I was one of over a 1,000 protesters from all walks of life that gathered outside the Oxford Union debating club on Monday of this week to try and stop it from hosting a “forum” featuring two leading Nazis.
The decision to roll out the red carpet for Nick Griffin, leader of the fascist British National Party (BNP), and convicted Holocaust denier David Irving, had caused outrage among students, trade unionists and community groups.
The atmosphere at the protest was electric as people thronged around the Union building, arguing with those trying to attend the meeting.
The air was full of real political debate – in sharp contrast to the superficial rituals that the Union prides itself on.
Weyman Bennett, joint secretary of Unite Against Fascism, spoke to the protesters. “Granting Griffin and Irving a platform is a threat to all of us,” he said. “Wherever fascists are active, racist attacks and other hate crimes increase.”
People kept up a noisy presence by chanting and singing, when suddenly a gate swung open. Around 60 of us pushed our way into the Union compound past a pair of security guards that tried to rugby tackle us.
Eventually around 35 of us made it into the debating chamber – fending off attempts to physically block us by the Oxford Union’s champions of “free speech”.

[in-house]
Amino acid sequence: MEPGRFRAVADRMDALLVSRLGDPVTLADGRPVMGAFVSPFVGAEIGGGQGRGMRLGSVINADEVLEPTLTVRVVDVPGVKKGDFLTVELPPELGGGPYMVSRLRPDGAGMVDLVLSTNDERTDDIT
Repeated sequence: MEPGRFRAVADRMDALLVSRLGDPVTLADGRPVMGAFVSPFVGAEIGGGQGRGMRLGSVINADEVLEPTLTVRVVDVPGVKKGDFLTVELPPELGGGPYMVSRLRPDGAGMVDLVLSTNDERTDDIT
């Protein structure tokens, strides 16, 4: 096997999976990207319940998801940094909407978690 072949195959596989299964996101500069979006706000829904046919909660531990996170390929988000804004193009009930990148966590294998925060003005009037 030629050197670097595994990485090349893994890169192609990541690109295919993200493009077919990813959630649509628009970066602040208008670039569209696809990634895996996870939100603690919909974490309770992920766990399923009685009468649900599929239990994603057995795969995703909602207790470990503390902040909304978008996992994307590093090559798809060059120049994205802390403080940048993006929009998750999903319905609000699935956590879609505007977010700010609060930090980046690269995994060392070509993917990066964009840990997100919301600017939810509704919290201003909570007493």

We argued with the people inside, telling them that what went on in their chambers had real effects in the outside world.
By giving a platform to the BNP they were giving credibility to an organisation that actively promotes the worst kind of violence against black people, Asians, Jews and other minorities.
At this point they decided to walk out of the debating chamber and hold their meetings with Nazis in two separate rooms elsewhere.
The atmosphere was getting ugly, so we negotiated to be let out. We marched out of the building, rejoining the protest outside to cheers.
This protest was vitally important in building the breadth and confidence of the anti-fascist movement.
We united a whole range of people and organisations – students’ unions, trade unions, the Jewish and Muslim societies to name but a few – in a show of strength against the BNP’s race hatred.
Griffin is desperate to overturn the no platform policies that have prevented fascist thugs from organising effectively among students for years.
He wants to go on a speaking tour of universities with Irving, using “free speech” as an excuse to spread his poison.
We need to build more mass protests like this to defend the no platform policy and to send a simple message to the Nazis – never again.